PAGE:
Derrick Goold: Welcome to 'Camp Trust.' These 10 questions face Cardinals in pressurized spring.

Derrick Goold, St. Louis Post-Dispatch on

Published in Baseball

JUPITER, Fla. — It is common for spring training to develop a theme, sometimes suitable for T-shirts that fade by April and sometimes as simple as the sign ace Chris Carpenter once taped to his locker to answer daily questions about his recovery from injury with a timeless camp mantra: “Progressing nicely.”

And sometimes they’re even shorter. Last year, in those sunny moments before an overcast 91-loss season, officials broadcast the word “opportunity.” Not too long ago the Cardinals said spring training would be defined by “competition.” This year, the description already revealed itself through repetition.


“You’re going to hear it a whole lot,” manager Oliver Marmol said.

Calendar pages removed from last year’s failure, the Cardinals begin this year’s spring training Wednesday at the Roger Dean Stadium complex with the first official workout for pitchers and catchers on Valentine’s Day. Full-squad workouts begin Feb. 19. The first exhibition games are Feb. 24. The Cardinals are returning to the field following their first last-place finish in three decades, and they are charged with avoiding their first back-to-back losing seasons with a full schedule in nearly 70 years.

This spring, there’s more than pollen choking the air — there’s pressure.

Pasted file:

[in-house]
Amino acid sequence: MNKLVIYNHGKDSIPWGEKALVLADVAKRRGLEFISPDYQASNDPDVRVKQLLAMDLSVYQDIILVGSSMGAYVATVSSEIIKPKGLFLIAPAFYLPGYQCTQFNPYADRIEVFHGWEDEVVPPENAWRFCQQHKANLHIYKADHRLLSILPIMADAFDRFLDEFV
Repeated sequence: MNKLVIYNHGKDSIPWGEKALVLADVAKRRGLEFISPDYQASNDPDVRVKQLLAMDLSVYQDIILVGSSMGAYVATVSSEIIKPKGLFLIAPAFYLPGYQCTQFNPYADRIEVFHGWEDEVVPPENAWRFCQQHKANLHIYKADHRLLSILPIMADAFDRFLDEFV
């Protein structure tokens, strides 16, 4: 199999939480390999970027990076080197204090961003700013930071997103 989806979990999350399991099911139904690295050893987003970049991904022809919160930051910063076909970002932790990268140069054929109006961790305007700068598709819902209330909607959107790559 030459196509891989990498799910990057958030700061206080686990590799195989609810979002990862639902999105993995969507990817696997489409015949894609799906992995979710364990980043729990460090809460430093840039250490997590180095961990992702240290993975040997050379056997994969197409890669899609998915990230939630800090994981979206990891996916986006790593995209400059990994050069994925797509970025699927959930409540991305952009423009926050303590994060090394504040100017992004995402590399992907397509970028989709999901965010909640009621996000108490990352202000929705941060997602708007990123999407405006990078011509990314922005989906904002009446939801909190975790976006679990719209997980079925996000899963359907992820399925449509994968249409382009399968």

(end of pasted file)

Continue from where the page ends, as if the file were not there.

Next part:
As Marmol discussed offseason moves the Cardinals made and described spring training plans, he repeatedly used the word “trust.” He said it was important to populate the clubhouse with seasoned players who “trust” each other to pull in the same direction, with experienced players who can “trust” inevitable struggles will end. An expanded staff means players can “trust” they can get more time with coaches if wanted. Left unsaid is how ownership’s commitment to the front office and dugout leaders affirms its “trusts” this is the group to pilot the Cardinals back to their brand. They’re asking fans to trust them, too.

“It’s about getting that amount of buy-in from everybody (in the clubhouse),” Marmol said. “Do you really care about the St. Louis Cardinals and this team, or do you care about yourself? I’ve had plenty of time this offseason revolved around getting guys to buy in to one common vision and one common language and that’s trusting each other.”

The Cardinals expected to report to their complex in Jupiter, Florida, and see buildings leveled and a new, modern player development headquarters rising by 2025. That did not happen. Planned construction has been delayed by at least a year. But, out of sight, some demolition started. The Cardinals’ clubhouse was cleared, multiple officials described. Some walls were knocked down, gear removed, and lockers dismantled, maybe even some frustrations vented on them.

When it became clear the Cardinals would use the same old building this spring and return to that room, the clubhouse had to be rebuilt.


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